For the VO business, this can be about checking in periodically to ensure that the customer is not waiting for any part of the project, or that they haven't encountered any issues with what has already been recorded and sent.  
6. Be Unobtrusive

Although being attentive is important, it is equally important not to intrude too much in the customer’s dining experience.

Being courteous and attentive should not give way to being annoying or getting too personal.
For VO sessions and calls, we need to be aware of the client's needs first. Most will not want to waste time chatting, but would prefer to get down to doing the work. There are always exceptions, and it's best to stay flexible. 

Some clients will want to feel more comfortable, and so they prefer a relaxed, personal atmosphere. When in doubt, follow the client's lead on how to behave.  
7. Final Lesson: The Customer Is Not Always Right!

Sometimes you’ll have to accommodate difficult customers. It’s part of any human interaction.

But that doesn’t mean there’s no limit to what crapola you have to take. A good waiter knows when a customer is disturbing others, being unreasonable, or just being an a-hole.

These customers harm the business overall and affect relationships with other customers. Even if it’s indirect, the time wasted on bad customers and the mood they put you in will affect the customers you want to keep.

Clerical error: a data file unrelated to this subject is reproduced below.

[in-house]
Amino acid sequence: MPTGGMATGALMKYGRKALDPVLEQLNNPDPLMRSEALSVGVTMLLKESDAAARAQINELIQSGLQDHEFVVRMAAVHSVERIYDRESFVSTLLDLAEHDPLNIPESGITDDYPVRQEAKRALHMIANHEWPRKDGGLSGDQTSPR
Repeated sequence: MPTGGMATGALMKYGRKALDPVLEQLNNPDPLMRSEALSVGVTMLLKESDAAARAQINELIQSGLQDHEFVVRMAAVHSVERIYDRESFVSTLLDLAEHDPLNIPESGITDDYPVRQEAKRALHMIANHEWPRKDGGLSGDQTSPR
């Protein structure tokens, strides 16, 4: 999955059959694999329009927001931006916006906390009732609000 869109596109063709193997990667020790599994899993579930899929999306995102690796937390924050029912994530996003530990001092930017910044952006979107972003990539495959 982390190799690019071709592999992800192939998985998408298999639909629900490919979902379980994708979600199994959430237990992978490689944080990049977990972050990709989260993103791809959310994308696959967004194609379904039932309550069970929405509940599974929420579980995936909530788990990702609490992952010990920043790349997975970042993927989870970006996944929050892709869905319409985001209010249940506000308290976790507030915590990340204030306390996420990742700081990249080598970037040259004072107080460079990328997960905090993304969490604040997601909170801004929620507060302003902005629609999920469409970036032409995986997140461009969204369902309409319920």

At times like these, you just gotta call the bouncer and give ‘em the bum’s rush! Just be sure to do so in a tasteful and courteous manner.  

Are You a Good Waiter?

Each of us has many chances throughout the day to improve ourselves and our relationships with our clientèle. 

The first step is recognizing where we can apply each of these skills. Like many good habits, the more often we practice and perform these deeds, the easier it becomes.

The goal is to have it be second nature to be a "Good Waiter."
Joe J Thomas is a voice actor in Los Angeles known for his characters in animation, video games, and commercials. He is also a stand-up philosopher and weekly contributor to his blog Joe's Dump: Fallout from My Nuclear Brain.


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Comments (7)
Joe J Thomas
4/4/2013 at 11:33 AM
John - happy to lend a hand... just drop me a line if you need an assist...

Thanks Joleene and Rick!
Rick Lance
4/3/2013 at 5:37 PM
A nice little comparative ditty, Joe!
Well said!
John Lano
4/3/2013 at 5:07 PM
So true, Joe!

You nailed it. It's amazing what we can learn from different jobs and disciplines. It's also funny you bring this up. I was going to write a blog post soon about a particularly unpleasant waiter-customer (me) experience I had recently and relate it to voice over... :) If I do end up writing it, I'd love to get your perspective on some things.

John Lano, the Voice Over Genie
Joe J Thomas
4/3/2013 at 4:19 PM
Thanks Johnny and Jay... glad to hear it struck a chord with you both!
4/3/2013 at 4:19 PM
Excellent analogies, Joe! Refreshing & a new perspective....
Thank you for sharing,
Johnny George
4/3/2013 at 12:19 PM
Joe - you hit the nail on the head and made this a quite interesting analogy. Great job. Appreciate your insight.

Johnny George
voice actor / producer
Johnny George Communications, Inc.
tel: 317.577.4664 | cell: 317.946.0048

Jay Webb
4/3/2013 at 8:23 AM
EXCELLENT and clever advice. Thank you, Joe!